Sunday, January 8, 2012

Three Artifacts, Part 2: The Book

The second item I received was another artifact of craftsmanship; a tome of modern woodworking.

The Anarchist's Tool Chest was self-published by the author, Christopher Schwarz, through Lost Art Press, LLC. Schwarz is not only the author of the book, he is also a co-owner of the small publishing company he helped create in Fort Mitchell, Kentucky with Lucy May and John Hoffman. He is also the former editor of Popular Woodworking Magazine where he worked for fifteen years.

Schwarz was forced to leave the magazine, not by a power grab or some corporate conspiracy but by his own convictions. He decided it was better to live on a four figure income than to slave away his days working at a corporate job where he was expected to make a profit rather than produce the highest quality of work; an idea that we can all relate to.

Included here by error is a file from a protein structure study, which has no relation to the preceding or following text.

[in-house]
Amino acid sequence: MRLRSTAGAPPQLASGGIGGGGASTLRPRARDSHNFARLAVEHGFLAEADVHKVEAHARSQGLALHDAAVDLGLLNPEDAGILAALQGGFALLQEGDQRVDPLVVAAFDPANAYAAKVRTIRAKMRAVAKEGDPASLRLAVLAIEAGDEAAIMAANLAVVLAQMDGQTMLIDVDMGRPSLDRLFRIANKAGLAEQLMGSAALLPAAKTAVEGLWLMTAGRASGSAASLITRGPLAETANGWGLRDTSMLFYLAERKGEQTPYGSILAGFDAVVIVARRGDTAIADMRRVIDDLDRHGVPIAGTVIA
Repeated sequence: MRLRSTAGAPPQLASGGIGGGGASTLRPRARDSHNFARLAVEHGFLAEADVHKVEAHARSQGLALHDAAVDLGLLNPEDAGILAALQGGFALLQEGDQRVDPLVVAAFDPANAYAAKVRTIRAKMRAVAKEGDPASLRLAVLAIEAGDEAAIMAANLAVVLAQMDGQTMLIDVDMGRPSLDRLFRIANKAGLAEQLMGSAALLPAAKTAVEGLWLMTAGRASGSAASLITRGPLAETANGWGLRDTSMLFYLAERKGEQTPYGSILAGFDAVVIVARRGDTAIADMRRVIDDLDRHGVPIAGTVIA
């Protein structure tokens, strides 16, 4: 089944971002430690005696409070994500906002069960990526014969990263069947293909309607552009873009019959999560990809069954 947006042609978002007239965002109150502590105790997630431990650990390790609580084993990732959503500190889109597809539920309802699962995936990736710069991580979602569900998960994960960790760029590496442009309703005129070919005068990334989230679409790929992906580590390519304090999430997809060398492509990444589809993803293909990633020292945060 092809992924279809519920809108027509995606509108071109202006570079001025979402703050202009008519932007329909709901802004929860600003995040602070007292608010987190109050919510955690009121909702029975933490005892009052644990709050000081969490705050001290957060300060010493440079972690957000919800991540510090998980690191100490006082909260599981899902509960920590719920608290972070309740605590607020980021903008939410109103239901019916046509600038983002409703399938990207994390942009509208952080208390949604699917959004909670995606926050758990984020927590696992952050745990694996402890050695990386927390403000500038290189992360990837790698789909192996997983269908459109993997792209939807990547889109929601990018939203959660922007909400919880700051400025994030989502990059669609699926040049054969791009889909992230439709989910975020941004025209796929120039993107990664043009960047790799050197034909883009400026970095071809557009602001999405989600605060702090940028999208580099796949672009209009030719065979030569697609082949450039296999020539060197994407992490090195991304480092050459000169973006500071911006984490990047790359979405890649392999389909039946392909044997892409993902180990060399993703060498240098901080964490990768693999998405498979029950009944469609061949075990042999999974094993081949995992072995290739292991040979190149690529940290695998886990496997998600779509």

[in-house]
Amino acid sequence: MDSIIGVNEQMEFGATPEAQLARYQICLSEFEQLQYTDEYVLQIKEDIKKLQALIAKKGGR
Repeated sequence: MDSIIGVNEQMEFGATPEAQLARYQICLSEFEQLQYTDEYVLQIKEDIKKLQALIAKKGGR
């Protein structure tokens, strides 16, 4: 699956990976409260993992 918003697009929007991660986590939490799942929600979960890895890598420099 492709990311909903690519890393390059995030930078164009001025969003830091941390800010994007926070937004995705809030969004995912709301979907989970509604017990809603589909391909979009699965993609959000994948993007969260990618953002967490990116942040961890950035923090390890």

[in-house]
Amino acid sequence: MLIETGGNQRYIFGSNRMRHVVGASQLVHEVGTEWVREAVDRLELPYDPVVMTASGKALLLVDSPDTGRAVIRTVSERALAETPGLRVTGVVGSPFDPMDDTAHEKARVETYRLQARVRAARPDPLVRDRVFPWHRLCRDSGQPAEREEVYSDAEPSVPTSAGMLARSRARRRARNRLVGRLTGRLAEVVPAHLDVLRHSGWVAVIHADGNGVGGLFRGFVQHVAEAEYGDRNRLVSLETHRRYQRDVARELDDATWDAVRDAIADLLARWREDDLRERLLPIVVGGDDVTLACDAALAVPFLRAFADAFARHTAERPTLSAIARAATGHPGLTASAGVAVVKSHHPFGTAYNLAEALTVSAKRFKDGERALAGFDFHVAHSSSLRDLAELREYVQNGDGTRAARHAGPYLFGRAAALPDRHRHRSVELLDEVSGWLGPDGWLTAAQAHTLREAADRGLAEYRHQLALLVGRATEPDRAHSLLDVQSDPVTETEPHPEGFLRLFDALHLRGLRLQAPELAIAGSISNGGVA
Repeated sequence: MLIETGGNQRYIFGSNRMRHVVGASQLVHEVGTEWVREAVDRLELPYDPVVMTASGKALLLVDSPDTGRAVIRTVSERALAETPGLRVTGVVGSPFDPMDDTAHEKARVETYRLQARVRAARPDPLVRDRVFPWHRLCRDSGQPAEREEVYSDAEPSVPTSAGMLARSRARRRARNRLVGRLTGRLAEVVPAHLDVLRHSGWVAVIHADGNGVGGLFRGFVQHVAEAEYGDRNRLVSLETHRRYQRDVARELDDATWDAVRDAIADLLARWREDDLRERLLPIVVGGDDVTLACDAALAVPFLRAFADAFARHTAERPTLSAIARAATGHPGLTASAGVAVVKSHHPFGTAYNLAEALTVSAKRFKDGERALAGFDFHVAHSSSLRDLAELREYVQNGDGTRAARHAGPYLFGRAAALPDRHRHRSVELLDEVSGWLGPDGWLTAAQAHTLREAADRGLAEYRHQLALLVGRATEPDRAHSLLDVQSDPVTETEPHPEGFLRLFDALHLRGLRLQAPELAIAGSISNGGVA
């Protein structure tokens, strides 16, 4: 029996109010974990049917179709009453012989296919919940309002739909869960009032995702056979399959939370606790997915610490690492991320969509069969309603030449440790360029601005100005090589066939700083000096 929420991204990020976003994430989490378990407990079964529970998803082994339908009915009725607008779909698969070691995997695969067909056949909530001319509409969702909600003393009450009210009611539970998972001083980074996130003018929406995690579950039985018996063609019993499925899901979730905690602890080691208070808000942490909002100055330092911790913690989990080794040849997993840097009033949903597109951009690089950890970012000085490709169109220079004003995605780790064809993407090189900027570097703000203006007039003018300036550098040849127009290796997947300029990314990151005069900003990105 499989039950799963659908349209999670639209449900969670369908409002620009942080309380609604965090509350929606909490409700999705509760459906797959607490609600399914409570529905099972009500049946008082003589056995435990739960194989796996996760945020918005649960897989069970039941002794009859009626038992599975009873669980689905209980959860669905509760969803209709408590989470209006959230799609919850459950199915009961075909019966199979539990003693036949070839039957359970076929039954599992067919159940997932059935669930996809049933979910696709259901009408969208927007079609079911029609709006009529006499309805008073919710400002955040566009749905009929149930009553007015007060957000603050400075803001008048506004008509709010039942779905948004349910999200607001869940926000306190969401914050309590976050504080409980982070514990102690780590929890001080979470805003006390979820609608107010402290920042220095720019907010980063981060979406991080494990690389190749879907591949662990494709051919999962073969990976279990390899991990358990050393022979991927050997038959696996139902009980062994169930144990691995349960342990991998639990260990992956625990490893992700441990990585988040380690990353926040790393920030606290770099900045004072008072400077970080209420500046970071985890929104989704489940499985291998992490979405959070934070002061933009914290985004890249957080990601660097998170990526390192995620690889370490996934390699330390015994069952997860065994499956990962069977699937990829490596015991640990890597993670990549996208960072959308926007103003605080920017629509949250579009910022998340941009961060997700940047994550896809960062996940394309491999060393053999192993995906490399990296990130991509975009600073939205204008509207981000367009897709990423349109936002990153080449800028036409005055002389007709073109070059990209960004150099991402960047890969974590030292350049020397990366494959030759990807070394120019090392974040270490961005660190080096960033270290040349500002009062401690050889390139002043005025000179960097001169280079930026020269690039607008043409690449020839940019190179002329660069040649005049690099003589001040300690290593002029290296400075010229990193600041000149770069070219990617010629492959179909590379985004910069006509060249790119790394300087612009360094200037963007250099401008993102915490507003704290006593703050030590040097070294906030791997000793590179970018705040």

I first read about Chris Schwarz and this book while I was living on eighty acres of farm land in the Ouachita Mountains of Arkansas. I moved to Arkansas from Austin, TX with my girlfriend Darcy, our dog Charlie, and our two cats in an attempt to get "back to the land" for an undetermined amount of time.

So when I read about Schwarz sticking it to the man (politely) and writing a book sticking it to mass-produced particle board furniture garbage, I knew that it would be something worth reading. I was and currently am the key audience for this book.

I began collecting antique tools about two and a half years ago. The first real tools that I ever bought were a 1 1/4" ship auger and a drawknife from an antique dealer in Denton, TX. I was obsessed with Dick Proenneke's Alone In The Wilderness at the time and was looking to recreate the tool set that he took with him into the wild country of Alaska to build his cabin. I wanted to be able to build my own home (or at a least a rustic stool) out of wood using simple tools.

This path lead me to rediscover The Woodwright's Shop and I then began to discover modern toolmakers who were still concerned with craftsmanship and quality. I don't think I knew what quality was until I ventured down this path.

I think this episode of Roy's show perfectly sums up well...everything. Watch the episode The Spirit of Woodcraft from The Woodwright's Shop.